Taking a closer look at food services management on campus
Sheila Arellano // News Editor
The Capilano University (CapU) cafeteria provides a substantial service to students every day, but often goes unnoticed despite significant evolutions over the past few years. From the addition of paper straws and green containers in 2018, to recycling cardboard and plastics and the inclusion of a salad bar that introduced more plant-based meal options, the cafeteria has made an effort to incorporate student feedback.
The story of food is important as it shapes a large part of the CapU community. “We’ve tried various different foods here, some have been successful, some haven’t, but we’re always looking to make a few changes and listen to what the faculty, staff and the students have to say for input,” said CapU Manager Purchasing Paul Gruber.
Prior to the current CapU food service provider, Aramark was collaborating with the university. Today, Chartwells is on a 15-year contract with CapU, and aims to better the food service operations. “There was a lot of capital required. We needed to renovate all the buildings, needed to bring new franchises and we don’t have the money ourselves. So with a long-term contract, Chartwells were able to finance the costs,” Gruber said.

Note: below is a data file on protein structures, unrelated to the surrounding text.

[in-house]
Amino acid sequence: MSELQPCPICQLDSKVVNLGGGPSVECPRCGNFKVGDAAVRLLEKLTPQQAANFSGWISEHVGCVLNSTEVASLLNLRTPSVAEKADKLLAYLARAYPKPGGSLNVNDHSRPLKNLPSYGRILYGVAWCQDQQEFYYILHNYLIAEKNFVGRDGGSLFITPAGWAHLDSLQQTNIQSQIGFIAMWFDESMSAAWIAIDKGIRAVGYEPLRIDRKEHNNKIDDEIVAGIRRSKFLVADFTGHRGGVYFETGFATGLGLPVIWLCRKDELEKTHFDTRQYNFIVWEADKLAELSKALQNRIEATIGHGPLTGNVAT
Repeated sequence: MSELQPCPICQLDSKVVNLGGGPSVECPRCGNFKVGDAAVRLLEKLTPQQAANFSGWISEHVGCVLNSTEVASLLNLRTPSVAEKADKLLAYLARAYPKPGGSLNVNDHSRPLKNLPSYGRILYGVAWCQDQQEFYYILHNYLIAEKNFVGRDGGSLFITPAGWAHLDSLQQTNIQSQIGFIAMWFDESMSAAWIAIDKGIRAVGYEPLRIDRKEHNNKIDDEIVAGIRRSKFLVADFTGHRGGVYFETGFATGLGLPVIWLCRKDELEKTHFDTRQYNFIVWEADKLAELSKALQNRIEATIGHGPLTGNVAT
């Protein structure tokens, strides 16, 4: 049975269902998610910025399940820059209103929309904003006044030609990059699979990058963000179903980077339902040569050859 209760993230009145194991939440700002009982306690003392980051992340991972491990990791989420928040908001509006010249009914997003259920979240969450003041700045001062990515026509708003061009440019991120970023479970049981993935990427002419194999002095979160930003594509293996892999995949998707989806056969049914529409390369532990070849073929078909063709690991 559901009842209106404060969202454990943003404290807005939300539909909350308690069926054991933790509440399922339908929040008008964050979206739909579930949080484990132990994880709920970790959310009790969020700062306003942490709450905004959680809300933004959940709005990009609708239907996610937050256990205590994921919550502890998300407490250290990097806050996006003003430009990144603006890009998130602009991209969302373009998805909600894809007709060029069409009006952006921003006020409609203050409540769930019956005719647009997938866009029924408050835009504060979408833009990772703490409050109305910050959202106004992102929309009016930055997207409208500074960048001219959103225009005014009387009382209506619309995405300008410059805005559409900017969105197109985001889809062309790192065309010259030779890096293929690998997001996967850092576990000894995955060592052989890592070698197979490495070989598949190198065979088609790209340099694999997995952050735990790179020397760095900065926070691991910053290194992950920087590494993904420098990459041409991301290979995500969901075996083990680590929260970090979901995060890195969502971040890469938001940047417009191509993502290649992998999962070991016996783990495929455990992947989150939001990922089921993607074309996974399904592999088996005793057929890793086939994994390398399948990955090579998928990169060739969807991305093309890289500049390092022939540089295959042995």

When Chartwells was introduced to CapU, the Capilano Student’ Union (CSU), faculty and staff were a part of the evaluation committee involved in making the decision to partner with the food service provider. “A lot of the decision was based on what this new company is doing in regards to sustainability, buying local and having healthier food choices for everybody,” Gruber said.
Making socially conscious meal purchases has been a focus for CapU in recent years. According to the 2018 CapU Business Review, the university introduced the charity program WE Special Meals in September of that year. This has given the CapU community the opportunity to gift 4,295 nutritious meals to children and families in Kenya, Africa, that support school kitchens and local farms. Chartwells at CapU donated $606, which translated into 1,400 meals.
Although the food services at CapU have improved throughout the years, there are also aspects of the CapU cafeteria that still require attention. The inclusion of gluten-free, vegan and dairy-free options could be expanded along with the overall flexibility around dietary restrictions. “I am grateful for the plant-based options that are available at the cafeteria and would love to see more of that,” said CapU student Pablo Cordoba. To deliver a student-first campus experience, options need to be rounded and comprehensive.
To get involved in the decision-making process around the food services at CapU, students are encouraged to include their input into the food surveys sent to them every year. A food service committee meets once a month for those interested in being engaged. There are two student representatives participating in the meetings as well as two faculty representatives who can be contacted with inquiries.
For more information, visit the CapU Chartwells website.